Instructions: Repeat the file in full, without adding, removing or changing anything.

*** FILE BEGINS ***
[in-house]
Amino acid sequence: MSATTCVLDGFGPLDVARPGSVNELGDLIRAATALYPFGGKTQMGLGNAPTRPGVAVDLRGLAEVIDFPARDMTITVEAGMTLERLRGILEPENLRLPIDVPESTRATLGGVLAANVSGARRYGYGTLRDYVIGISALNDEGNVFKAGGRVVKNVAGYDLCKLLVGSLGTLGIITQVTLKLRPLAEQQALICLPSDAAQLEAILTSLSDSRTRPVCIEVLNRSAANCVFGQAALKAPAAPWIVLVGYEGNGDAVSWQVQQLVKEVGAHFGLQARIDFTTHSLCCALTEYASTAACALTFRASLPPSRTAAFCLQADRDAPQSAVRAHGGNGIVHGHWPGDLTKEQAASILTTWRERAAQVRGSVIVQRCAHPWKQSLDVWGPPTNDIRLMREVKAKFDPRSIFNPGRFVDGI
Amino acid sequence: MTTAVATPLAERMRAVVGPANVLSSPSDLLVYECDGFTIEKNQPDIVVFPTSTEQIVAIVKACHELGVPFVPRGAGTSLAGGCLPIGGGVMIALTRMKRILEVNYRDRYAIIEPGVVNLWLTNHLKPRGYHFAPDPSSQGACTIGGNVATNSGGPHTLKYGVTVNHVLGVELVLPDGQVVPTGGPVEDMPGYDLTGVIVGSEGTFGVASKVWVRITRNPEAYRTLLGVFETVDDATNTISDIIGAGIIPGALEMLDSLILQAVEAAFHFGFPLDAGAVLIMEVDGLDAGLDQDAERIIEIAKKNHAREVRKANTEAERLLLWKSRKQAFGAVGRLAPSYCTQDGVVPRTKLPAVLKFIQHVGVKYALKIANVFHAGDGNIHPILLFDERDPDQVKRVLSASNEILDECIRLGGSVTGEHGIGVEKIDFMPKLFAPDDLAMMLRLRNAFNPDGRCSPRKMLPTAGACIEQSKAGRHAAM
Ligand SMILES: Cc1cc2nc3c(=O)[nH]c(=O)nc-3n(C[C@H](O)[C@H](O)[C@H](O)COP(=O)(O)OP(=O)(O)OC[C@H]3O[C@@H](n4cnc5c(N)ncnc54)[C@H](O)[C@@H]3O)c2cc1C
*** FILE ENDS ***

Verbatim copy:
[in-house]
Amino acid sequence: MSATTCVLDGFGPLDVARPGSVNELGDLIRAATALYPFGGKTQMGLGNAPTRPGVAVDLRGLAEVIDFPARDMTITVEAGMTLERLRGILEPENLRLPIDVPESTRATLGGVLAANVSGARRYGYGTLRDYVIGISALNDEGNVFKAGGRVVKNVAGYDLCKLLVGSLGTLGIITQVTLKLRPLAEQQALICLPSDAAQLEAILTSLSDSRTRPVCIEVLNRSAANCVFGQAALKAPAAPWIVLVGYEGNGDAVSWQVQQLVKEVGAHFGLQARIDFTTHSLCCALTEYASTAACALTFRASLPPSRTAAFCLQADRDAPQSAVRAHGGNGIVHGHWPGDLTKEQAASILTTWRERAAQVRGSVIVQRCAHPWKQSLDVWGPPTNDIRLMREVKAKFDPRSIFNPGRFVDGI
Amino acid sequence: MTTAVATPLAERMRAVVGPANVLSSPSDLLVYECDGFTIEKNQPDIVVFPTSTEQIVAIVKACHELGVPFVPRGAGTSLAGGCLPIGGGVMIALTRMKRILEVNYRDRYAIIEPGVVNLWLTNHLKPRGYHFAPDPSSQGACTIGGNVATNSGGPHTLKYGVTVNHVLGVELVLPDGQVVPTGGPVEDMPGYDLTGVIVGSEGTFGVASKVWVRITRNPEAYRTLLGVFETVDDATNTISDIIGAGIIPGALEMLDSLILQAVEAAFHFGFPLDAGAVLIMEVDGLDAGLDQDAERIIEIAKKNHAREVRKANTEAERLLLWKSRKQAFGAVGRLAPSYCTQDGVVPRTKLPAVLKFIQHVGVKYALKIANVFHAGDGNIHPILLFDERDPDQVKRVLSASNEILDECIRLGGSVTGEHGIGVEKIDFMPKLFAPDDLAMMLRLRNAFNPDGRCSPRKMLPTAGACIEQSKAGRHAAM
Ligand SMILES: Cc1cc2nc3c(=O)[nH]c(=O)nc-3n(C[C@H](O)[C@H](O)[C@H](O)COP(=O)(O)OP(=O)(O)OC[C@H]3O[C@@H](n4cnc5c(N)ncnc54)[C@H](O)[C@@H]3O)c2cc1C